Aldon Hynes's blog
Yesterday was a long day, starting off with a root canal, followed by a busy day at work, and then stopping by at a Vestry meeting to talk about changes going on in the Episcopal Church in Connecticut. Underlying all of this was the ongoing drama of the United Methodist Church General Conference, where they are struggling with the role of LGBTQ people in the church. At the same time, I am preparing for my final discernment committee meeting where we will be talking about Obedience.
Recently, it has been a struggle to keep up on the various online classes I’m taking, get a poem written every day and find enough time for other writing, family time, prayer, sleep, and exercise. At different times, I have been needing to let one or another slip, and have sought to juggle things as best as I could, as obediently as I could.
In the discernment manual, the section on obedience starts off
The word obedience derives from the Latin word to “hear or listen deeply.” How are the words “obedience” and “listen” related in his or her life?
Who or what are you listening to? It feels like in much of the discussion around LGBTQ people in the Methodist Church, there is very little listening. If there is listening, it is to people with shared opinions, and not people with other opinions, and, I dare say, not to the Holy Spirit, or to the still small voice of God.
As I listen to the proceedings of the UMCGC online, and read the social media accounts, I wonder, where is God in all of this? There are times that one person or another talks about praying for General Conference and the United Methodist Church, but it sounds like an afterthought or an effort to rally supporters to one’s side. Instead, the focus seems to be on voting, and parliamentary procedures designed at getting one’s own way, and not seeking God’s way.
It feels like I am reading one of the Old Testament lessons where God says to a prophet, the people of Israel have abandoned my way, and a prophet is needed. Let me be clear, I am not talking about whether homosexuality is right or wrong, or even, really, about whether LGBTQ people should be allowed to marry or be ordained. I am talking about the underlying issues of praying and listening to God. I am talking about loving the Lord with one’s whole heart and one’s neighbor as oneself.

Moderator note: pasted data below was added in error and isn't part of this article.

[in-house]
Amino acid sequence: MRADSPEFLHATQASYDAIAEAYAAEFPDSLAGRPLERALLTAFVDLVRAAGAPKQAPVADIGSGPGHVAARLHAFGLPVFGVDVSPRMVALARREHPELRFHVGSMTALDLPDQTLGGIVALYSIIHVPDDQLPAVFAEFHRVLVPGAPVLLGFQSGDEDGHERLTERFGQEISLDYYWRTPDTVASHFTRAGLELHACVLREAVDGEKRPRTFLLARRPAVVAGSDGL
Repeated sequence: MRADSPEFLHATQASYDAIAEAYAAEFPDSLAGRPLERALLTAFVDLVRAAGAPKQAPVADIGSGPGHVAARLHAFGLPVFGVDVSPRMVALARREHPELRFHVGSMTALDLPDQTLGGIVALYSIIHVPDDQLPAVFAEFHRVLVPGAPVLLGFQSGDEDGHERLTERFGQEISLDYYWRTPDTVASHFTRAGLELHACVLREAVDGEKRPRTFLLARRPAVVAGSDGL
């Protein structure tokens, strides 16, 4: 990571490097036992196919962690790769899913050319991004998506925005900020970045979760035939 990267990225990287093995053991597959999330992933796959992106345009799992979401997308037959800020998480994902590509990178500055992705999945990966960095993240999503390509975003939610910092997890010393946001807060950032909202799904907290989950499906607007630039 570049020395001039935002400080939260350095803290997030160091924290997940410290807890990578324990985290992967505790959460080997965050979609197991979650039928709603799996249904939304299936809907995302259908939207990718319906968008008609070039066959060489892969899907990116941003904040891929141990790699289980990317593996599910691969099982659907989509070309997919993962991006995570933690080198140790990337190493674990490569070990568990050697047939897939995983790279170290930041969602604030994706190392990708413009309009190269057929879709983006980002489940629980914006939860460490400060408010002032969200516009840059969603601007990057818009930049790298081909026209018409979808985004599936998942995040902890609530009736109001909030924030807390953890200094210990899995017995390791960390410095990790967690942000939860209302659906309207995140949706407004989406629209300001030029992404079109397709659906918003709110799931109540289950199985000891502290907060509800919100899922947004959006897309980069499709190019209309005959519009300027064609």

At vestry, we talked about the diocesan mission committee, about the regional convocations and the ministry network convocation, about ministry networks, and about how it feels like the process of selecting leaders is moving away from a worship of legislative procedures back to worshiping God and trying to listen to God.
I am excited about what is going on in the Episcopal Church in Connecticut. I am grieved by what is going at the United Methodist Church’s General Conference. As I keep praying about it, I think about the Great Awakenings. I think about them, not in terms of the fire and brimstone preaching, but in the social justice they brought. I think about people being drawn to God who had not been accepted as equals, about people of color and women.
What we need now is another great awakening, one that calls for repentance of the sin of not loving our neighbor as ourselves, one that brings in, instead of excludes, those whom the self-righteous think are incompatible with Christianity.
I think the seeds of such an awakening is there, are sprouting and starting to grow, and I pray the whole church, my Methodist friends, my Episcopal friends, my friends in other denominations, those who are different from me in their beliefs and lifestyles, whom I have not gotten to know, whom I have not listened to, who love God deeply in ways I do not yet understand.
She longed for the days when
June Cleaver delivered moral lessons
when she wasn’t doing her needlepoint.
She knew that shopping was good for the economy
even though she didn’t like
the way her husband
to some of the new car
with scantily dressed women.
She longed for the days when
the economy was strong
and the only threat
was the Godless Communists.